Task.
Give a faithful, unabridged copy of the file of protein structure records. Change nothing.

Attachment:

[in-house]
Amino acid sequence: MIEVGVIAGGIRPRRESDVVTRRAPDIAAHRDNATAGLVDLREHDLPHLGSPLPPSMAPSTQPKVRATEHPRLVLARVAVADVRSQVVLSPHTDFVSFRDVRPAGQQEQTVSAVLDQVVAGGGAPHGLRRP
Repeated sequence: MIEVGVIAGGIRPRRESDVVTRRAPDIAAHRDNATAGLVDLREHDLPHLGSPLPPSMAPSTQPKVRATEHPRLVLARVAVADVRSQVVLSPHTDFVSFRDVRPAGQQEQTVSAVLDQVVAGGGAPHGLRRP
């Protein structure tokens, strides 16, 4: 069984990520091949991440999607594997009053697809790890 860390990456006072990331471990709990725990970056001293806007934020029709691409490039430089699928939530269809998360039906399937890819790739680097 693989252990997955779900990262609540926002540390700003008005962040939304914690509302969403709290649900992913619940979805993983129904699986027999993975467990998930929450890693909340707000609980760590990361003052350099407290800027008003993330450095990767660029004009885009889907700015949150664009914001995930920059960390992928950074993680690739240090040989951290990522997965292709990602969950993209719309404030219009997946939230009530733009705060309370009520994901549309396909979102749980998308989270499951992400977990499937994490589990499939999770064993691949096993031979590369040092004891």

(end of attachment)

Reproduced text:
[in-house]
Amino acid sequence: MIEVGVIAGGIRPRRESDVVTRRAPDIAAHRDNATAGLVDLREHDLPHLGSPLPPSMAPSTQPKVRATEHPRLVLARVAVADVRSQVVLSPHTDFVSFRDVRPAGQQEQTVSAVLDQVVAGGGAPHGLRRP
Repeated sequence: MIEVGVIAGGIRPRRESDVVTRRAPDIAAHRDNATAGLVDLREHDLPHLGSPLPPSMAPSTQPKVRATEHPRLVLARVAVADVRSQVVLSPHTDFVSFRDVRPAGQQEQTVSAVLDQVVAGGGAPHGLRRP
């Protein structure tokens, strides 16, 4: 069984990520091949991440999607594997009053697809790890 860390990456006072990331471990709990725990970056001293806007934020029709691409490039430089699928939530269809998360039906399937890819790739680097 693989252990997955779900990262609540926002540390700003008005962040939304914690509302969403709290649900992913619940979805993983129904699986027999993975467990998930929450890693909340707000609980760590990361003052350099407290800027008003993330450095990767660029004009885009889907700015949150664009914001995930920059960390992928950074993680690739240090040989951290990522997965292709990602969950993209719309404030219009997946939230009530733009705060309370009520994901549309396909979102749980998308989270499951992400977990499937994490589990499939999770064993691949096993031979590369040092004891």